I had another minor Airbnb fail here in Sao Paulo.  Again, I rented the cheapest room.  The apartment itself is fine and the location is OK, but the room itself is a stuffy, windowless inside room with the most uncomfortable bed imaginable.  That would be fine, because the owner is quite friendly, sociable and chatty and I felt comfortable coming about of my cell. That would have been fine, but the very next day he went on holiday and rented his room out someone else.  I wasn’t introduced to this person and I’ve been getting very strange vibes all week.  Not that I need to socialise with him or anything, but I’ve never been in a share living situation where people completely pretend like the other person is invisible.  I did the usual, “Oi, tudo bem?” one night and he just grunted “boa noite” and got up, marched into his room and closed the door.  Brazilian people in my experience are usually very open and friendly.  Trust my luck that out of a population of 200 odd million, I’m living with the one freak in the country.

Brazilian people are extremely warm and friendly.  I’m really surprised how friendly, kind  and laid back people are here in Sao Paulo considering what a mother of a city it is.  People have been extremely nice to me and have gone out of their way to help.

People aside though, Sao Paulo really is a mother of a city.  Even though I’ve been here before, for the first few days I felt very overwhelmed.  Slowly I’ve been getting my bearings though and relaxing into it.  Sao Paulo is like Tokyo in so much as every inch of space is filled up.  There are no empty lots or spaces between buildings.  The streets run very organically, not in any kind of grid pattern and with the exception of the downtown area which has a few more identifiable buildings and landmarks, everywhere looks essentially the same.  All the buildings are in varying shades of beige or creamy yellow.  The shops, houses, walls and fences all line up to the same point on the side walk.  So as you walk along the sidewalk, you are just walking through this endless wall of creamy yellowy beige.  Thank God I got a local SIM card and have been able to use Google maps to guide me as I walk.  Otherwise I’d be house bound in my cell.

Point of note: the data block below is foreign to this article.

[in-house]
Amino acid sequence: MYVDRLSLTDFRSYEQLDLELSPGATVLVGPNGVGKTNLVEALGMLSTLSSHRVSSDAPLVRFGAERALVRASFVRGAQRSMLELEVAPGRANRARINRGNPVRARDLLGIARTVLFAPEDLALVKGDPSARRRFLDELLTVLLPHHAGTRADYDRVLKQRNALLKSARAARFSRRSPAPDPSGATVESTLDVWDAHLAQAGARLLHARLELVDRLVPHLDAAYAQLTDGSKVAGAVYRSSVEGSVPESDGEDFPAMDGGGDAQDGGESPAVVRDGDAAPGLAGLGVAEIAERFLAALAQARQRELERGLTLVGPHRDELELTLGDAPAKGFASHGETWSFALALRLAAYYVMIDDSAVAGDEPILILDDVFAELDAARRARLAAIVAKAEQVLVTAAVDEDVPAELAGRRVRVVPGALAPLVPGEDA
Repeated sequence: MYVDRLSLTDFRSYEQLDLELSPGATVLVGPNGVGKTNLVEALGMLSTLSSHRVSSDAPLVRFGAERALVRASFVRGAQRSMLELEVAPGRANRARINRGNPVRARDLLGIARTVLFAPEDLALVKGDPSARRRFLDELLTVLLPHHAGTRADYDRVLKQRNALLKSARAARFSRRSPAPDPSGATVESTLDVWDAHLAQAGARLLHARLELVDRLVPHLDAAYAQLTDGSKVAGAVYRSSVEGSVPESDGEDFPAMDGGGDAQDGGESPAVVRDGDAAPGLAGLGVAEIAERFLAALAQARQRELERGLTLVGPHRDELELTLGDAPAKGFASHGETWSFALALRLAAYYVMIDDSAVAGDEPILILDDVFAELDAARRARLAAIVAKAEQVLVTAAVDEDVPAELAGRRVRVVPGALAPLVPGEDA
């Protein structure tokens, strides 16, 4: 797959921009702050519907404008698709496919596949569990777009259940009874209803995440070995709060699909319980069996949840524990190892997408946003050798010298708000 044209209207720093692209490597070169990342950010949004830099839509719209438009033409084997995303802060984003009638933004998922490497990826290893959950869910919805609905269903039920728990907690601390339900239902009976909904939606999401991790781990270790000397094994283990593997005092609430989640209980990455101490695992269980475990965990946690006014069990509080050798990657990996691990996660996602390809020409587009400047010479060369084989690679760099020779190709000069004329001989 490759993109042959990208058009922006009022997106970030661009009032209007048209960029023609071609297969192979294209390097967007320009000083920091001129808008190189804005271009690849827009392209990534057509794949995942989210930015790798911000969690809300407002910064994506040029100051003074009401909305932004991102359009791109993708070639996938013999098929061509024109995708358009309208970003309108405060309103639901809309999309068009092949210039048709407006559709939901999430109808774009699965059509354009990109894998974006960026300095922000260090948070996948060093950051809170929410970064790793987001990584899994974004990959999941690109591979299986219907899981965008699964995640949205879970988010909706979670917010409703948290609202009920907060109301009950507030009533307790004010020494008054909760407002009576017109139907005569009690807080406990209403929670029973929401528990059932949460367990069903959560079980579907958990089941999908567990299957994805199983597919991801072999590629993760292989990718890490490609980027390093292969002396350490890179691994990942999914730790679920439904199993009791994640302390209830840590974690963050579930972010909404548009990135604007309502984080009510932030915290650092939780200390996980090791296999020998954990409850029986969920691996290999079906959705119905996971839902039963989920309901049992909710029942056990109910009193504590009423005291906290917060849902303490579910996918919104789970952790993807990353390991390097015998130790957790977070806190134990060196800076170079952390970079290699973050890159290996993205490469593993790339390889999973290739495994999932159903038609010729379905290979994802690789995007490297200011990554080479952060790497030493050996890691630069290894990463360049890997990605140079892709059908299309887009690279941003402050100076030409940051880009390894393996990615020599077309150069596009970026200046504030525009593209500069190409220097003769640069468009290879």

As I mentioned in the beginning, I’ve been suffering the most diabolical jetlag with no signs that it’s going to improve.  I eventually reached the point of “If you can’t beat it, just go with it”.  So, I’ve been sleeping all through the day, waking up in the evening and going to bars and clubs at night.  That’s something I haven’t done since my twenties..  I guess I had very high expectations of Sao Paulo nightlife.  And while the bars and clubs are certainly very good, they’re pretty standard, like what you would find anywhere else in the world (with the exception of Sydney of course).  The only thing that separates Sao Paulo nightclubs from others that I’ve been to, is the aggressiveness of the security check.  The “pat down” is quite something else.  Entering a club, I got the full “Banged Up Abroad” experience.  The guy who did me, shouted at me and patted me down so hard that I was virtually bruised by the end of it.  He patted down literally EVERY part of my body, punched my shoes several times, made me take them off and then inspected them closely.  I was not required however to empty out my bulging pockets and neither was anyone else.  Interesting.

Bye for now.  it’s time to pack.

It’s all about the moments…